13. 13. Genomic instability A cancer is a genetic ferment. Cells are dividing without proper checks and balances. DNA is being copied, and the proofreaders have been retired or ignored. Mutations are arising all the time within tumours, and some of these mutations, particularly those in tumour suppressor genes, may have the ability to encourage the development and persistence of further mutations
  14. 14. Jettison excess baggage Cancer cells are geared to excessive and remorseless proliferation. They do not need to develop or retain those specialised functions that make them good cellular citizens. They can therefore afford to repress or permanently lose those genes that control such functions.
  15. 15. Subvert communication to and from the environment/milieu Providing false information is a classic military strategy. Degrading the command and control systems of the enemy is an essential component of modern warfare. Cancer cells almost certainly use similar tactics in their battle for control over their host. Given the complexity of communication between and within cells, this is not an easy statement either to disprove or to prove. Nor does it offer any easy targets for therapeutic manipulation.
  16. 16. THE CAUSES OF CANCER Both inheritance and environment are important determinants of whether or not an individual develops cancer. enviromental factors have been implicated in more than 80% of cases of cancer, this would still leave plenty of scope for the role of genetic inheritance: not just the 20% of tumours for which there is no clear environmental contribution but also, as environment alone can rarely cause cancer, the genetic contribution to the 80% of tumours to whose occurrence environmental factors contribute. As a plain example: not all smokers develop lung cancer; lung cancer can occur in people who have never smoked.Although environ-
  17. 17. Genetic Chemical Carcinogens Physical Carcinogens Viral Carcinogens Bacteria, fungi, parasite Hormones Others agents
  18. 18. Cancer Genetics One widely held opinion is that cancer is a genetic disease that arises from an accumulation of mutations that leads to the selection of cells with increasingly aggressive behavior. These mutations may lead either to a gain of function by oncogenes or to a loss of function by tumor-suppressor genes. Most mutations in cancer are somatic and are found only in the cancer cells. A few of these hereditary cancer genes are oncogenes, but most are tumor-suppressor genes. Although hereditary cancer syndromes are rare, somatic mutations that occur in sporadic cancer have been found to disrupt the cellular pathways altered in hereditary cancer syndromes.
  19. 19. Cancer siteLocationGene Colorectal adenomas and carcinomas, duodenal and gastric tumors, desmoids, medulloblastomas, osteomas 17q21APC Breast cancer, soft tissue sarcoma, osteosarcoma, brain tumors, adrenocortical carcinoma, Wilms' tumor, phyllodes tumor of the breast, pancreatic cancer, leukemia 17p13p53 Breast cancer, ovarian cancer, colon cancer, prostate cancer17q21BRCA1 Breast cancer, ovarian cancer, colon cancer, prostate cancer, , pancreatic cancer, gastric cancer, melanoma 13q12.3BRCA2 Basal cell carcinoma9q22.3PTC Retinoblastoma, sarcomas, melanoma, and malignant neoplasms of brain and meninges 13q14rb Medullary thyroid cancer, pheochromocytoma, parathyroid hyperplasia 10q11.2RET Pancreatic islet cell cancer, parathyroid hyperplasia, pituitary adenomas 11q13MEN1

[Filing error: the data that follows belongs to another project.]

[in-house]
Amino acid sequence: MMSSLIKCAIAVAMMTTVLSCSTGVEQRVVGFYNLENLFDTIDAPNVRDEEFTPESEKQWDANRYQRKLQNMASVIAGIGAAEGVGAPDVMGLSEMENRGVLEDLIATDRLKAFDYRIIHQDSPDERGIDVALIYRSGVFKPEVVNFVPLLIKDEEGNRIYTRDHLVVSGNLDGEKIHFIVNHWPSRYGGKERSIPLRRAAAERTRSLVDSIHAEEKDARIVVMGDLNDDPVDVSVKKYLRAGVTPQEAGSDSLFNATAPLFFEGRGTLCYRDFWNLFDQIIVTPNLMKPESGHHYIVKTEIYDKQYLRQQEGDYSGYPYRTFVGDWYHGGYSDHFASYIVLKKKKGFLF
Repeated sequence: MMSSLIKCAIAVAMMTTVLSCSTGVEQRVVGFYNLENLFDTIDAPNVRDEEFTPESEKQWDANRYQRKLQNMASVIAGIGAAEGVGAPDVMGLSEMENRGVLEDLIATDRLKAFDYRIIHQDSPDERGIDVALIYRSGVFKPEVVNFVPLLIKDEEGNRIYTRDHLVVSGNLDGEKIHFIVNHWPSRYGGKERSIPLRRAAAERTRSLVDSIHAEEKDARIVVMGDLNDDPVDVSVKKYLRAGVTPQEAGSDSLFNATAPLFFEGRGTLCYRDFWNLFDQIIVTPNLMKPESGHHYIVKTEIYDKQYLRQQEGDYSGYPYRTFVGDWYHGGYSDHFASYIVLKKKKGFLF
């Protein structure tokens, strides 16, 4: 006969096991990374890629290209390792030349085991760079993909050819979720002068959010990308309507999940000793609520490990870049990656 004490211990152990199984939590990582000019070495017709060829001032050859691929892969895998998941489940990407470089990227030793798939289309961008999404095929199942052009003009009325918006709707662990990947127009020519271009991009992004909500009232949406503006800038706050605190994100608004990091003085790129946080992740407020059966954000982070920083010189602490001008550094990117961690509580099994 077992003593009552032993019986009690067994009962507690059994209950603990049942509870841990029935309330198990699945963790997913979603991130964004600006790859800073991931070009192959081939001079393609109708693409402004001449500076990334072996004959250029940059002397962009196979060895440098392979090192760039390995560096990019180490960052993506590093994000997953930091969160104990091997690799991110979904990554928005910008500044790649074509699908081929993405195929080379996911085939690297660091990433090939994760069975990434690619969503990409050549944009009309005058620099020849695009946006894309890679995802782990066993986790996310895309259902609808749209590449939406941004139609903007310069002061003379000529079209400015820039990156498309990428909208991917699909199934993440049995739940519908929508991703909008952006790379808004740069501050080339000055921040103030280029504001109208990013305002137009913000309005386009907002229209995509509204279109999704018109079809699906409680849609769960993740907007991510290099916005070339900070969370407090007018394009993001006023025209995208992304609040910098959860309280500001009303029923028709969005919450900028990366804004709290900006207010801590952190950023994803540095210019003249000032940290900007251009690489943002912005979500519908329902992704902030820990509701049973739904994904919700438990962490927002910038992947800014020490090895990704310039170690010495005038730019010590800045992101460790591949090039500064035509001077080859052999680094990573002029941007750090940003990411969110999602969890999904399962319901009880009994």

20. 20. Chemical Carcinogens Currently, approximately 60 to 90% of cancers are thought to be due to environmental factors. Chemicals are classified into three groups based on how they contribute to tumor formation. The first group of chemical agents, the genotoxins, can initiate carcinogenesis by causing a mutation. The second group, the cocarcinogens, by themselves cannot cause cancer but potentiate carcinogenesis by enhancing the potency of genotoxins. The third group, tumor promoters, enhances tumor formation when given after exposure to genotoxins
  21. 21. Predominant TumorChemical Lung cancer, oral cancer, pharyngeal cancer, laryngeal cancer, esophageal cancer (squamous cell), pancreatic cancer, bladder cancer, liver cancer, renal cell carcinoma, cervical cancer, leukemia Tobacco smoke Liver cancerAflatoxins LeukemiaBenzene Bladder cancerBenzidine Skin cancer, scrotal cancerCoal tar Leukemia, lymphomaEthylene oxide Lung cancer, nasal cancerNickel Angiosarcoma of the liver, hepatocellular carcinoma, brain tumors, Vinyl chloride Oral cancerTobacco products, smokeless
  22. 22. Physical & enviromental Carcinogens Physical carcinogenesis can occur through induction of inflammation and cell proliferation over a period of time or through exposure to physical agents that induce DNA damage. Foreign bodies can cause chronic irritation that can expose cells to carcinogenesis due to other environmental agents. In animal models, for example, subcutaneous implantation of a foreign body can lead to the development of tumors that have been attributed to chronic irritation from the foreign objects. In humans, clinical scenarios associated with chronic irritation and inflammation such as chronic nonhealing wounds, burns, and inflammatory bowel syndrome have all been associated with an increased risk of cancer.